And so, now, in my Department of Religious Studies here at Chapel Hill, we have professors who teach various aspects of Christianity, Judaism, Islam, Buddhism, Hinduism, Religions in America, and …. other things.   Are my colleagues adherents of these various religious traditions?  In most cases, I have no idea.  Here’s a strange factoid: I have been teaching religious studies here at Chapel Hill for 28 years now.  To my recollection, I have never, ever had a conversation with a colleague in my department about personal religious beliefs, mine or theirs.  Ever.   It’s just not a topic of conversation.  We are scholars who are experts in different aspects of religion. What we personally believe or practice has no relevance to the matter.

And in my view that’s the way it should be in a state research university.  In this country we have a constitutional separation of church and state.  The state cannot tell a church how to conduct its affairs (within parameters, of course; churches cannot sponsor illegal activities); and the church cannot dictate how the state conducts its own.   Someone who is paid by taxpayer money cannot (as part of their job) promote his or her personal religious agenda, an agenda that will almost certainly run contrary to the views of many of the taxpayers providing (part of) the salary.   If I were to advocate my personal beliefs in class and try to influence students to accept them, in my view, I would be in violation of the principles set forth in the constitution.  So I never do so.  That’s very different from teaching in a religious environment.  And now that I’ve done it for over 32 years (first at Rutgers then at UNC), I *so* much prefer it this way.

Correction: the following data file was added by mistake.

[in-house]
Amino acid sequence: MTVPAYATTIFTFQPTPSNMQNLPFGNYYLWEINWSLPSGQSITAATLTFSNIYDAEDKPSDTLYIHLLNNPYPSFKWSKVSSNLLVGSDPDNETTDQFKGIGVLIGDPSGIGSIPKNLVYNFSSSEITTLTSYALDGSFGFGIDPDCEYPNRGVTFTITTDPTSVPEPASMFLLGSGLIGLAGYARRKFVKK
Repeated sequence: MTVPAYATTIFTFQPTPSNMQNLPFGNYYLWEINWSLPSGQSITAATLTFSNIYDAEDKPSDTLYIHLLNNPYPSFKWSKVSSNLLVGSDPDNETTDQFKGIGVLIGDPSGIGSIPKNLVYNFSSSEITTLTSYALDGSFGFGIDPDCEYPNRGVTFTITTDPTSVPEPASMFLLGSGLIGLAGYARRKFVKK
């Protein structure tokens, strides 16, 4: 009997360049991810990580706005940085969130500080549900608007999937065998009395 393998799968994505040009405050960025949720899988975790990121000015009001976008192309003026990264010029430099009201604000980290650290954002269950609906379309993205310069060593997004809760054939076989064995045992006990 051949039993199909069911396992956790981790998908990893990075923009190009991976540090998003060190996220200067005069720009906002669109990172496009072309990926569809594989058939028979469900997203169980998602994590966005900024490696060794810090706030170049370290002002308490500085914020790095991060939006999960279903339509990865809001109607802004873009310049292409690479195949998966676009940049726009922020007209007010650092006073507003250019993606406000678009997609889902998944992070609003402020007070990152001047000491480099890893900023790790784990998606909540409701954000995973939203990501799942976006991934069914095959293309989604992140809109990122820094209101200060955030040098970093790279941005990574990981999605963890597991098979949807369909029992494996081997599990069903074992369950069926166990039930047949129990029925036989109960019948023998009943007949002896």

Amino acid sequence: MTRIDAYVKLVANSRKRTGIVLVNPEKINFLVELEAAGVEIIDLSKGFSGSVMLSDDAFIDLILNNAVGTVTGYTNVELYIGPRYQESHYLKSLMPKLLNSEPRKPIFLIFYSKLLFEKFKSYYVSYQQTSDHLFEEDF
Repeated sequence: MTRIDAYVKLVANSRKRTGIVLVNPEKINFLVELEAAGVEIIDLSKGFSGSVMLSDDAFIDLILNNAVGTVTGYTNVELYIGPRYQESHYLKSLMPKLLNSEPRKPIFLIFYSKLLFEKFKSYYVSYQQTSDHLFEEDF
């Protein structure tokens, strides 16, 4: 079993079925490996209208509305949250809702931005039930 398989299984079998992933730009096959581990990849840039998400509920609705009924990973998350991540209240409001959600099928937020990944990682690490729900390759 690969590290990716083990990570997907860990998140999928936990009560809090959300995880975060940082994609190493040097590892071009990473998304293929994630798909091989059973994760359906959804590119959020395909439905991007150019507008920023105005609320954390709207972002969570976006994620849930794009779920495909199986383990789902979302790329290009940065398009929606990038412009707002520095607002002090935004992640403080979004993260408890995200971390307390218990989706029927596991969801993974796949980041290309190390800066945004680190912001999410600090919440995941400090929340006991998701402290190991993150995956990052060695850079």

And now I am ready to explain what I am planning to do in my New Testament class this afternoon where I do divulge my personal beliefs, on the last day of the semester.  I’ll explain all about that in the next post.